The western balsam bark beetle, (Dryocoetes confusus) is the most
destructive insect of subalpine fir in British Columbia, causing
scattered mortality over large areas, which is having significant,
but non-quantified, impacts in these high-elevation ecosystems. It
is the primary disturbance agent and the driving force of succession
in most subalpine fir forests. D. confusus has a confusing life
history, which has taken many years to elucidate.
Host: Mature subalpine fir (>90 years and >20 cm
dbh) is the primary host throughout B.C. Occasional attacks on
amabilis fir and even more rarely, Engelmann spruce, white spruce
and lodgepole pine have been noted.
Life Cycle and Description: The western balsam
bark beetle generally requires two years to complete its life cycle.
Adults: Beetles are approximately 3.5 mm long
with dark brown bodies covered in erect reddish-brown or yellow
hairs. Females have a circular concentration of hairs on their
heads. Males also have these hairs, but they fewer and are less
The main flight starts in late May or June (late June in southern
B.C.) when in-stand temperatures reach 15°C. A second smaller
flight, dominated by females, occurs in August, with little flight
between flight periods. Females typically join males in established
nuptial chambers. The second flight may be absent or very small
depending upon annual weather patterns.
Pioneering males initiate attack on susceptible subalpine fir,
excavating a nuptial chamber under the bark, while producing
pheromones that attract both males and females. Males are polygamous
and mate with 3-7 females.
Eggs: Females excavate brittle star-shaped egg galleries that
radiate from the central nuptial chamber. When the tree is full of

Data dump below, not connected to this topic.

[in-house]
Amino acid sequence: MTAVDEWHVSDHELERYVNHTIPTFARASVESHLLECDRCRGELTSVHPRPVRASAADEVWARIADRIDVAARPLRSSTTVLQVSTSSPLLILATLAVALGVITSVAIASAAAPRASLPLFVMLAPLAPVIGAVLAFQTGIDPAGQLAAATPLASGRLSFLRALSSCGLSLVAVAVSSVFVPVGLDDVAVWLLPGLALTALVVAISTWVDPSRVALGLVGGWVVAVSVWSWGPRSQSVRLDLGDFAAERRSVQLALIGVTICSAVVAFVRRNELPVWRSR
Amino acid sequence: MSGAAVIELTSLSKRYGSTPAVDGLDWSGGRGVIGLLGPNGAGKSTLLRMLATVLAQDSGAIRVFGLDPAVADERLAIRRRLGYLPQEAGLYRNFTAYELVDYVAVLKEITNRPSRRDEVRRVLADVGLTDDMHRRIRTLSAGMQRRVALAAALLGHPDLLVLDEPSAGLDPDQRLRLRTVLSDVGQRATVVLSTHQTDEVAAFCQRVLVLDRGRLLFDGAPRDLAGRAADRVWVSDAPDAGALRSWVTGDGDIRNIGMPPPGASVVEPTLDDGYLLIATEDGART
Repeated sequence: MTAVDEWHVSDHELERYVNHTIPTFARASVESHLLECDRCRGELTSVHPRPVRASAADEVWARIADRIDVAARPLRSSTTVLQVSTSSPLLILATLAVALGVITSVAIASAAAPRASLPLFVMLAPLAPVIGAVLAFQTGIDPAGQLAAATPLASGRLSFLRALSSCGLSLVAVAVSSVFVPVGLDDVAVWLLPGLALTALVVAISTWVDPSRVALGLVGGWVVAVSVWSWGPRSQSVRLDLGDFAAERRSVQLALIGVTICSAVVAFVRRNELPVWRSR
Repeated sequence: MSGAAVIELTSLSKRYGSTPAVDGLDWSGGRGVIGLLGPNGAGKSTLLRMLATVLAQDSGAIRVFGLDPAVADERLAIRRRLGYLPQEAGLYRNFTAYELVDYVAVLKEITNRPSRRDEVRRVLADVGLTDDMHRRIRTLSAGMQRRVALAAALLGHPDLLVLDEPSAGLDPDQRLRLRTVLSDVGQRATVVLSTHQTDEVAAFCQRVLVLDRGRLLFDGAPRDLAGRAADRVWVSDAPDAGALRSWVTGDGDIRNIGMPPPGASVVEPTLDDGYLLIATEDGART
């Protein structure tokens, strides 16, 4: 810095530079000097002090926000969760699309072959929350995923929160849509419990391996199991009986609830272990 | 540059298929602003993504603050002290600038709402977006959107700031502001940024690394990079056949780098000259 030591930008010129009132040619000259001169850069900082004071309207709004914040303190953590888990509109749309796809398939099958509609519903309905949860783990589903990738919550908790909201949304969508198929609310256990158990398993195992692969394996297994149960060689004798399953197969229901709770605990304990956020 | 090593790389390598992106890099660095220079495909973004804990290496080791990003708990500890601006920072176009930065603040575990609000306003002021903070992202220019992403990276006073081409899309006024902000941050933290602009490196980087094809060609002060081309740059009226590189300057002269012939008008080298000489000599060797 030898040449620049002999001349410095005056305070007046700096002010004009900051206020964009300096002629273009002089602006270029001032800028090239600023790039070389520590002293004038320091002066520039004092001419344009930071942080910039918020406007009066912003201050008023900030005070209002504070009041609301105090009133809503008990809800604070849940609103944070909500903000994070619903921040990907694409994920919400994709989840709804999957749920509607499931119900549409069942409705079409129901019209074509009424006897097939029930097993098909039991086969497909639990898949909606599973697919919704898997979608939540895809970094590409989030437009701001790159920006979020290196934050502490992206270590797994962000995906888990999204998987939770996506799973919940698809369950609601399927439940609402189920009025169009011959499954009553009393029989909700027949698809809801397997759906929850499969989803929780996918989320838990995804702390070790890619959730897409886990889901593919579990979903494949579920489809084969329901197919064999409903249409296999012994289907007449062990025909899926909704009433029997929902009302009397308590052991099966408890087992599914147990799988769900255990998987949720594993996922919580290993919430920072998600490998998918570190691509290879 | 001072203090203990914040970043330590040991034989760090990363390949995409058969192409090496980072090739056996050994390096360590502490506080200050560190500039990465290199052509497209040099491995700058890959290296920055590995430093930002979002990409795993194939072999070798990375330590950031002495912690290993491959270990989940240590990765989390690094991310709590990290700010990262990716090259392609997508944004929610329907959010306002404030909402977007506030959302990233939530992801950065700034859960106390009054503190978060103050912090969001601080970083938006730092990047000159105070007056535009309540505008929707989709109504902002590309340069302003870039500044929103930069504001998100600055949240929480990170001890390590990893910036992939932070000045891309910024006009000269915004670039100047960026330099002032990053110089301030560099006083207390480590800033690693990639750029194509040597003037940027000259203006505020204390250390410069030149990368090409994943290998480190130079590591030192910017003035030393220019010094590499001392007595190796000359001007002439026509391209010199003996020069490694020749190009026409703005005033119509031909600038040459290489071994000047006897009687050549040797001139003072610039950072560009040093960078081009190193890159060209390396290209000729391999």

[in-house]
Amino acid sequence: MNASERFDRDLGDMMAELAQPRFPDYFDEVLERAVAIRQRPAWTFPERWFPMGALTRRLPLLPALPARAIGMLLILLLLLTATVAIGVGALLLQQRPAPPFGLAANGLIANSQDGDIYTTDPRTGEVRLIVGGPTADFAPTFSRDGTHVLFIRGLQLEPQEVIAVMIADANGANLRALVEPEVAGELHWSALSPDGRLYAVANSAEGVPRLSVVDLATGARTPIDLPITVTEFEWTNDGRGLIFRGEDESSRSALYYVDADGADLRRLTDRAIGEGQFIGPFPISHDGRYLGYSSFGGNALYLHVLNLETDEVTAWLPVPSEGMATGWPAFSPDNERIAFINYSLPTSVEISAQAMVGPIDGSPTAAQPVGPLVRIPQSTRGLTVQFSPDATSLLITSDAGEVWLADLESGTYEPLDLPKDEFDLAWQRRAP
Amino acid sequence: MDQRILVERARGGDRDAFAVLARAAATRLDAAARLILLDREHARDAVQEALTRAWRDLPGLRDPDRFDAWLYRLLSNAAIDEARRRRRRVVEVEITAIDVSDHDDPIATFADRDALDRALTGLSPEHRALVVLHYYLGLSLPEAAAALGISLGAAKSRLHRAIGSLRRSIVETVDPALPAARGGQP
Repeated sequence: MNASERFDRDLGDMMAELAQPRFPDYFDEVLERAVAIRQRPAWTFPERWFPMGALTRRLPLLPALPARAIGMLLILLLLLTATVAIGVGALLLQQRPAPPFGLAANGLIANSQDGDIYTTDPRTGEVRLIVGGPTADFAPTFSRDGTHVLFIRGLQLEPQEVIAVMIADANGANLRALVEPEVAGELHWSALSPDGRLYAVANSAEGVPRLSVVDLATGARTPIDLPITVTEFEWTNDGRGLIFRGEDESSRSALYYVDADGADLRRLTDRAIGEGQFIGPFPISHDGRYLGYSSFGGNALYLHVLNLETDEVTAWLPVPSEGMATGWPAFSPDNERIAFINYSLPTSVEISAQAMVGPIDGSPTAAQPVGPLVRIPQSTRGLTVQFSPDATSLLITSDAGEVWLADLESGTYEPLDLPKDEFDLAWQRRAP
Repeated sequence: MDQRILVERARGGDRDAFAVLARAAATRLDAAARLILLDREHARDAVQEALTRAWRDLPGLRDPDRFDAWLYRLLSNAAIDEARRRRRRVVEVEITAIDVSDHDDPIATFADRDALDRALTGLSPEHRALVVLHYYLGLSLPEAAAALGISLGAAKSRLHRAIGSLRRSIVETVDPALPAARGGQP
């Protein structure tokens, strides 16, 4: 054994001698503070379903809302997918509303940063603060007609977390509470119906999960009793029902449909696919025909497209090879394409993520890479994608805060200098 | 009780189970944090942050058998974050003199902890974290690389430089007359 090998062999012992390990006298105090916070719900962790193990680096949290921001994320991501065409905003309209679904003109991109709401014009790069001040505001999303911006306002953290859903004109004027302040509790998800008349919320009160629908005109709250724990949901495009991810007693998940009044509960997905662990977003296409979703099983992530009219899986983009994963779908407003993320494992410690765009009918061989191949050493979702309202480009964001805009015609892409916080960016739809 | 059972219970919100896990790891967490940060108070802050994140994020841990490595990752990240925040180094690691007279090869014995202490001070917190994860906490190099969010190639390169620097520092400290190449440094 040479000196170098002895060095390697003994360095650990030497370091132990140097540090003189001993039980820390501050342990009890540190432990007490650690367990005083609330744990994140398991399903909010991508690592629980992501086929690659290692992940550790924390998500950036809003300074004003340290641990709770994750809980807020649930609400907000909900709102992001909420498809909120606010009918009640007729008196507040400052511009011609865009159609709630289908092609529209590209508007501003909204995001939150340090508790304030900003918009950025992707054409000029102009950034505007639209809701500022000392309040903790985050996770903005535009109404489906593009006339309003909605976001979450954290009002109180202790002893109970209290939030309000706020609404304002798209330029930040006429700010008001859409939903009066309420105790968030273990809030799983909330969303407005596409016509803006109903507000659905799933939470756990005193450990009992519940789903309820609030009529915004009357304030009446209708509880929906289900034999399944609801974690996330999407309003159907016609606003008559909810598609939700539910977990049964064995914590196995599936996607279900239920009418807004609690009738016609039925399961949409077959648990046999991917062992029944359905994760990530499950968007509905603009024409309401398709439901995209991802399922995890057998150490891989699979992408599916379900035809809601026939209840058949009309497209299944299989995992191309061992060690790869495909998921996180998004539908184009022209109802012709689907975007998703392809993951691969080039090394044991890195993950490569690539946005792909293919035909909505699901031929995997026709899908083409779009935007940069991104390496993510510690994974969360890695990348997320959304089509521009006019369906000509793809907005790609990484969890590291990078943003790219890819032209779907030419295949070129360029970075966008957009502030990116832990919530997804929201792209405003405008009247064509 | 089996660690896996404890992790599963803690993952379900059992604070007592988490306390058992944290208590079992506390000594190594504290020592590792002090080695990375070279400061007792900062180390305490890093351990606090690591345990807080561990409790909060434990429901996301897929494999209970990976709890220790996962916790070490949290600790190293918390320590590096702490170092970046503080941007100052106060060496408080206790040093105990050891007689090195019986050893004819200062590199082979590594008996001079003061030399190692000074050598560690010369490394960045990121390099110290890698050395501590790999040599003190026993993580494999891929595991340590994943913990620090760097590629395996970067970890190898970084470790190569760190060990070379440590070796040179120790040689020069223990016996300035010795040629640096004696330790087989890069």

beetles, females release anti-aggregation pheromones to discourage
further attack. Typically parent beetles and early instar larvae
overwinter in the host. The following spring, adult females (old
adults) may extend their egg galleries and lay additional eggs,
before emerging to potentially attack a new host.
Larvae and pupae: There are three distinct larval instars, with a
fourth instar sometimes observed. Parasitism and predation are
highest during late instar and pupal life stages.
Overwintered larvae continue to develop, pupate and eventually
becoming callow (immature) adults. This stage will overwinter again
and emerge the following summer as mature adults, thus completing
the life cycle in two years. Dependent upon annual summer
temperatures variations in this life cycle are observed.
D. confusus can become active when sub-alpine fir reaches 70-90
years of age, with the incidence of attack increasing as stands age.
Although green windthrow is a preferred host for D. confusus it is a
relatively scarce resource. The more common event in these high
elevation stands is top breakage and blowdown of old beetle killed
trees. This combination of events gradually creates stand gaps and
openings that allow understory regeneration to be released. In this
way, it is felt that western balsam bark beetle is responsible in
large part for driving succession in high elevation ecosystem.